Often in my travels and teaching, I am asked by both young and aspiring officers what it takes to be a good leader or how to become a good leader. I usually respond to that question with a question -- "What do you think it takes to become a good leader?"
Most respond with the typical answers-- knowledgeable, fair, hardworking, etc. While those are good traits, but let's dig a little deeper into the meat of leadership and where it begins.
Let's start by replacing leadership confusion with leadership courage. This piece of advice was given to me a long time ago by retired Chief John R. Leahy Jr., of the Pennellis Suncoast Fire Department in Florida. It took me many years and a few more good mentors to figure out exactly what this truly meant. But, I finally got it and it wasn't all that hard. So let's focus on replacing leadership confusion with leadership courage.
Don't Let Your Fear Confuse the Department's Plan
I can remember a time when my efforts were focused on myself and trying to be the best I could be. Many young and aspiring officers get caught up in this drama. They believe that the better they become, the better they will be as a leader.
There is some truth in this statement, but the meat of being a good officer is much more than having numerous certifications and qualities. You must balance these good components with the courage to believe and support the department and its mission. Finding out the hard way that I could possess many good traits and qualities was not the total answer. In fact, it was the smallest portion of the equation.
After several years of floundering, I finally learned that the most important component in being a leader at any level is being on board and supporting the efforts of the organization. So often I see departments with individuals who are constantly rowing against the fire chief, trying to go in other directions rather than the pathway set out by this individual as they try to fulfill the mission. Our fear creates conflict in our lives. The fear is of many things, mostly of change.
The business world is a place of constant change. The fire service is part of the business world whether individuals want to believe it or not. I will guarantee that if you look at any department across the world it is run some what like a business. There are budgets, personnel issues, accounts payable and accounts receivable. If that is not a business I am not real sure what else it could be.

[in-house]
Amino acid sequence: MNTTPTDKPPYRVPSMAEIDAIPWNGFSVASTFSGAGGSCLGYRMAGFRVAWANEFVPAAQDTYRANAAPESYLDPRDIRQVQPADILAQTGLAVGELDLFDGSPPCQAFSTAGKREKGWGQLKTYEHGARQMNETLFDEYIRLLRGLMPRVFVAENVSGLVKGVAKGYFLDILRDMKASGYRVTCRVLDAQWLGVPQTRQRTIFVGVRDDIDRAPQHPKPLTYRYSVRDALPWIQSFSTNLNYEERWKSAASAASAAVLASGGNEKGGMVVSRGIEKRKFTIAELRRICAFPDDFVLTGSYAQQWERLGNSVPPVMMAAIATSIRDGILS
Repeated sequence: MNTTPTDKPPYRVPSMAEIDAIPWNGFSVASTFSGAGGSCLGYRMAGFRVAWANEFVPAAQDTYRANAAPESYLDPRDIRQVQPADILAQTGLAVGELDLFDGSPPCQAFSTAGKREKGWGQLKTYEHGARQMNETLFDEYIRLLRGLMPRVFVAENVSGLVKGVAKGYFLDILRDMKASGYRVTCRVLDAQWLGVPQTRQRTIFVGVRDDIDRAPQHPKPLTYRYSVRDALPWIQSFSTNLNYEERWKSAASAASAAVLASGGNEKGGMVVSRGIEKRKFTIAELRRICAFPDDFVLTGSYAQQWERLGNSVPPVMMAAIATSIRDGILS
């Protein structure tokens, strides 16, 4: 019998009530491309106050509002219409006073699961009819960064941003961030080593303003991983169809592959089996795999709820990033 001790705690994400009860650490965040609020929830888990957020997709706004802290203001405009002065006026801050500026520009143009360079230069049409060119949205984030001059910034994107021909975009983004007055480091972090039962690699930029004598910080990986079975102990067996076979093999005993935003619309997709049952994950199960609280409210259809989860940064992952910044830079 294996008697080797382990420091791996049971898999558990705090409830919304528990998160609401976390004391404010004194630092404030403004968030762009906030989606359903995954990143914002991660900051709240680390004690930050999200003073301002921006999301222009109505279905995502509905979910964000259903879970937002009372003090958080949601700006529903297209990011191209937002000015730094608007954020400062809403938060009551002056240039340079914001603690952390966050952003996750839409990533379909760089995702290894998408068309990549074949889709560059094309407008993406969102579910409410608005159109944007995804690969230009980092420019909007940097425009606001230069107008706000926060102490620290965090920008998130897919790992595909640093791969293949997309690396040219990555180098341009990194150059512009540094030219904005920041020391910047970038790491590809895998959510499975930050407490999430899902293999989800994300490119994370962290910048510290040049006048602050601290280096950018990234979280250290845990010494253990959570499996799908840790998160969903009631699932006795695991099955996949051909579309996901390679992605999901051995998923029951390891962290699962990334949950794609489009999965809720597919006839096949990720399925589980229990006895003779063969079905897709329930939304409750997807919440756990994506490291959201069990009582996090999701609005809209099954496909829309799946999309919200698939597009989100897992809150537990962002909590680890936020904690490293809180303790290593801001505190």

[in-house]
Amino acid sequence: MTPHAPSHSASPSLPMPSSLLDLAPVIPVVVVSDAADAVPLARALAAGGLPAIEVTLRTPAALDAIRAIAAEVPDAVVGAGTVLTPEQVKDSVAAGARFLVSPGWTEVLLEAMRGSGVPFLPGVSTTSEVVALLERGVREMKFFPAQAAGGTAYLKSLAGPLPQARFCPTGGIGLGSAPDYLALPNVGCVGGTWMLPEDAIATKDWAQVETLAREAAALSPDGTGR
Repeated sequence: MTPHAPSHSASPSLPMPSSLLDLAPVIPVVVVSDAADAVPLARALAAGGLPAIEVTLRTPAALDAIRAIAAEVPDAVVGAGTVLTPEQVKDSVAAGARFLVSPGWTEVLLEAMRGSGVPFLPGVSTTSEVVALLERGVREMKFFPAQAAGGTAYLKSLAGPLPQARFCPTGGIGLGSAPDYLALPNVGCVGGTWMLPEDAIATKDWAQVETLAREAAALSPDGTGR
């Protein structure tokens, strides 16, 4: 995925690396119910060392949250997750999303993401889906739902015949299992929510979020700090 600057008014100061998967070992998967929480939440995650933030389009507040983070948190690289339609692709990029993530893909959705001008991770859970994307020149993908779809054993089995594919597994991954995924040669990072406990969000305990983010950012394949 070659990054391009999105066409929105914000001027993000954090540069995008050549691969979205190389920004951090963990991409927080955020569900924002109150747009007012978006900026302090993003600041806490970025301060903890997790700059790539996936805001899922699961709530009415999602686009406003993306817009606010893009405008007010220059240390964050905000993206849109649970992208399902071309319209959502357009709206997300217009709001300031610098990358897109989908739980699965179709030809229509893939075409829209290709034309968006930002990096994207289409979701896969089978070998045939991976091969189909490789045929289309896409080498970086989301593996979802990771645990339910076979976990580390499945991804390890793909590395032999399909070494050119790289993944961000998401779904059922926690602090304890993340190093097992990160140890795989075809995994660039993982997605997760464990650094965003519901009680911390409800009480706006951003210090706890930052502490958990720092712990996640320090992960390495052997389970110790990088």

So, with a fire department being a business, we should expect constant change. If you look across the United States, fire departments are faced with stories of mergers, layoffs and restructuring everyday. No matter the scale, when these kinds of changes hit the work place, the literal, situational shifts are often not as difficult for individuals to work through as the psychological transitions that accompany the change. As organizational transitions occur, they affect people. These are the individuals who have to embrace a new situation and carry out corresponding change. Leaders find themselves in roles of having to sell these changes.
Don't Let Your Confusion Cause You To Miss The Department's Goals And Mission
Fire departments have mission statements and leader philosophies posted throughout the fire stations. But, walk in and ask a firefighter, or even better a fire officer, what their mission statement says and I will bet that they can't tell you, much less live it.
As a leader you must follow suit with the philosophies set forth by the fire chief. Generally these goals and philosophies have an end result in mind. However, with our disciplined attention to detail and to focus on the mission, the end results all too often fall short of the goals.
As a young leader, have the courage to embrace the leadership philosophies. For a while you are guaranteed to receive ridicule and be called a few choice names. However in the long run you will find that you will become well respected for your consistency and diligence by most.